The title is not as fanciful as it seems.  Bix Beiderbecke lived in and created his own world, much as Lester Young did — and it had its own private musical language.  Think of the special break on SOMEBODY STOLE MY GAL, the modulation into the vocal on SUNDAY, and more.  So when a group of musicians get together to play the Bix-and-Tram repertoire, it’s especially rewarding when they know all the curves in the road and share all the musical in-jokes.

This playful unity happens whenever Andy Schumm gets to lead a group of his musical intimates, and it was especially in evidence at his closing session at the Whitley Bay International Jazz Festival in the summer of 2010.  Here are the remaining nine performances from that set.  The musicians are Andy, cornet and piano; Paul Munnery, trombone; Norman Field, reeds and vocal; Keith Nichols, piano and vocal; Spats Langham, banjo, guitar, vocal; Frans Sjostrom, bass saxophone; Josh Duffee, drums and vocal; Nick Ward, drums.

Josh tells the tale on THERE AIN’T NO LAND LIKE DIXIELAND TO ME:

And here’s DEEP DOWN SOUTH, edging towards its proper ballad tempo:

When the sun goes down and the tide goes out . . . all the percussionists assemble for a choke-cymbal conversation (that’s Nick Ward to the right) on MISSISSIPPI MUD:

The band-within-a-band pays homage to Bix, Tram, and Lang on WRINGIN’ AND TWISTIN’:

Have you received your packet of seeds?  Political commentary aside, I wish that ev’rybody was doin’ it now, the WA-DA-DA way:

Thinking of the glorious Jean Goldkette band in 1927 with SUNDAY:

Now that we all know how to pronounce CLEMENTINE (she comes from New Orleans), let’s hear Norman Field sing about her charms:

Watch Spats Langham become the whole Paul Whiteman Orchestra on CHANGES:

Andy and the Bixologists offered a splendidly rocking SORRY to conclude:

I’d call these musicians (and singers) post-doctorate linguists, wouldn’t you?

LISTENING TO BIX, 1956

Josh Rushton, son of the late bass saxophonist / clarinetist Joe Rushton, sent this photograph — taken in his family house in Silverlake, California, in 1956.  The three men here are rapt in concentration, listening to Joe’s Bix Beiderbecke 78s.  From the left, they are cornetist Tom Pletcher, happily still with us, his father Stewart Pletcher — no longer alive but brought back to life through an extraordinary audio portrait on the JAZZ ORACLE label, and Rushton himself.  Josh pointed out the very exciting wallpaper (how could anyone miss it?) and the fact that it was used to cover the front of the floor-standing speaker to the right.  And don’t miss the photos on the wall of the Rushton den!  The photograph here gets deeper as you look more into it: the family photograph on the wall echoes the jazz family depicted and the jazz family gathered to listen to Bix.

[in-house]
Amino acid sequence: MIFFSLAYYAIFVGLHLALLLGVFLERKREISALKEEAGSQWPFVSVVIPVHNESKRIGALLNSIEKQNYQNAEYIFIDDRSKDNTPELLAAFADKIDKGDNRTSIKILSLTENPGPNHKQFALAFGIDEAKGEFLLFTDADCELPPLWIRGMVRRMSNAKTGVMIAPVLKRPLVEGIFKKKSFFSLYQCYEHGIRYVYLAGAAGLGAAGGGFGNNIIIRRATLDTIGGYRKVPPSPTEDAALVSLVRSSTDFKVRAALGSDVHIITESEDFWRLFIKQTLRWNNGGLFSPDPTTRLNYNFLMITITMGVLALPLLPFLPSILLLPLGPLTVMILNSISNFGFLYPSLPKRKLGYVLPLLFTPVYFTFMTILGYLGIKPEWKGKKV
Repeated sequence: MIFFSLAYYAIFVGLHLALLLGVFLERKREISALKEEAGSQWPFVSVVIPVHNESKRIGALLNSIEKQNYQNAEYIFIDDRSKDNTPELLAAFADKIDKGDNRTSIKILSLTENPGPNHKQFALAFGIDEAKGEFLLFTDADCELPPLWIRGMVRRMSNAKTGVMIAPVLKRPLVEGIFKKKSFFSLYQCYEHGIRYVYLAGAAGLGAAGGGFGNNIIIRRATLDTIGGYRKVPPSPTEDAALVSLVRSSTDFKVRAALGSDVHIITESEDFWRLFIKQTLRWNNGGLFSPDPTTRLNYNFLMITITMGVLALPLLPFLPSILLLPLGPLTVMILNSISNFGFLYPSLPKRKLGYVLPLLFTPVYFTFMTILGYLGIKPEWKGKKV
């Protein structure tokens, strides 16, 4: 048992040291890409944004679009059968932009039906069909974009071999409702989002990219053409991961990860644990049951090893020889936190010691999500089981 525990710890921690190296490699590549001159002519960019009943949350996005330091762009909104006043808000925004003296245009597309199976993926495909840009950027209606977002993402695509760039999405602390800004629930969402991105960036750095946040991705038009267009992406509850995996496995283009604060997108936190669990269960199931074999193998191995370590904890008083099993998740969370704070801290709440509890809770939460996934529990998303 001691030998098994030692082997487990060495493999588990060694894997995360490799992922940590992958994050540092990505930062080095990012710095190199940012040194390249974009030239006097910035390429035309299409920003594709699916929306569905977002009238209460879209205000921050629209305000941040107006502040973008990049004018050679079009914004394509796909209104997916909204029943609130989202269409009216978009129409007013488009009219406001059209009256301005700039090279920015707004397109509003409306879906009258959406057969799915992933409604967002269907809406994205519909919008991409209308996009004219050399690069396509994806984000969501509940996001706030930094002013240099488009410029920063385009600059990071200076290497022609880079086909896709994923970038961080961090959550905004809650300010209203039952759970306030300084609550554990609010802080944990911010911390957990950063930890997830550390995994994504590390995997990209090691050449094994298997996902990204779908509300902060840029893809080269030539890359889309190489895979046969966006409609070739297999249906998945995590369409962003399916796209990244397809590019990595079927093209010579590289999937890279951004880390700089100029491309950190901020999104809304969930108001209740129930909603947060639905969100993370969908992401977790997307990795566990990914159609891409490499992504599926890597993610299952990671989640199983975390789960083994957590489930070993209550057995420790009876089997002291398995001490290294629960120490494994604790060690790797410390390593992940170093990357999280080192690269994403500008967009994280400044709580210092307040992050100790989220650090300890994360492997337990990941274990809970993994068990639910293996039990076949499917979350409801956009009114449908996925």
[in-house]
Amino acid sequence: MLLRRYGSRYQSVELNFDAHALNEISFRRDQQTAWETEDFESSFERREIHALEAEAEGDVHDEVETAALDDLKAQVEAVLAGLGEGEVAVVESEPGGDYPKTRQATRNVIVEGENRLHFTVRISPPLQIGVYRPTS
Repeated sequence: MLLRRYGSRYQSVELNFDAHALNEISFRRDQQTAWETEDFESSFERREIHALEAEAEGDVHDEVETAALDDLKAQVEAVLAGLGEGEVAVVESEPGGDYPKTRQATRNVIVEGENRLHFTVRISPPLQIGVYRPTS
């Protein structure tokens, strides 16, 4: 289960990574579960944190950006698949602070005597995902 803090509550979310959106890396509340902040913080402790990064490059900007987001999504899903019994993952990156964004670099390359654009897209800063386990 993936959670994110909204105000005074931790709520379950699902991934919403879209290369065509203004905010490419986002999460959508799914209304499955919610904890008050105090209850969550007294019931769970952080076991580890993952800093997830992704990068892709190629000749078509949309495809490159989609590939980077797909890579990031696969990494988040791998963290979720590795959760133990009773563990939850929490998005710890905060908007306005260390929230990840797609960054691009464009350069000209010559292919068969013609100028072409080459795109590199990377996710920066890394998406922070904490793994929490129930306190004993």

To me, casual photography seems devalued these days, with everyone snapping candids of themselves on their smartphones, but a photograph like this captures people, a place, a way of being: you can almost hear the records spinning. 

The photograph appears here courtesy of Josh Rushton, and is reproduced with his kind permission.

WHOLLY WRIT

As I see it, here are the three possibilities.

The best thing that might have happened to one of us would have been to play alongside Adrian Rollini in a band.

The next best thing would have been to have heard that band and gotten Rollini’s autograph.  (Extra points if he wrote your name on the piece of paper.)

The next best thing would be to be able to purchase a Rollini autograph:

Now, here’s another example.  See if you can do this one on your own:

If that signature seems tantalizingly elusive, it’s Glenn Miller.

Those two pieces of paper are both for sale (as I write this) in the same eBay lot — the third is a Les Brown autograph.  Stranger things have happened, but I can’t quite think of them at the moment.

RINGSIDE AT RANDY’S: JAZZ AT CHAUTAUQUA (Sept. 18, 2010)

Here’s another tangible reminder of how wonderful the 2010 Jazz at Chautauqua experience was.  

In four songs, cornetist Randy Reinhart created a rewarding reflection of the jazz played by Eddie Condon and friends.

I can’t say for sure that Randy had this theme in mind at all.  Perhaps he thought, “OK, here’s the band I’ve been asked to lead — great soloists and a cooking rhythm section.  Let’s make it easy for the guys to have fun and the audience, too — a reliable swinger to start with, a pretty change of pace, a feature for someone, and a hot one to go out on!” 

But much more happened on that bandstand.  First off, Randy had prime melodists and swingers around him: Bob Havens, trombone; Bobby Gordon, clarinet; John Sheridan, piano; Marty Grosz, guitar; Vince Giordano, string bass and bass sax (Vince never sidled over to the tuba on this set); Arnie Kinsella, drums. 

A band like that can do anything — especially with a leader who has the good sense to keep things reasonably uncomplicated (save the fugues for later) and to give his players — almost all of them leaders on their own — space to invent.

Randy began his set with a Gershwin classic, another piece of music whose title is a witty affirmation, ‘S’WONDERFUL, and kicked it off at a nice tempo, not too fast.  You’ll notice that although no one is consciously “modernistic,” the harmonic vocabulary here hasn’t stopped at 1936.  Hear the wonderful teamwork between Bobby and Marty when Bobby takes his winding, musing solo.  Bob Havens here reminds me of the great and under-celebrated Lou McGarity, and Vince (in his own way) summons up both Adrian Rollini and Ernie Caceres in his bass sax solo.  Everyone gets aphoristic in the four-bar trades that follow before the final sauntering ensemble: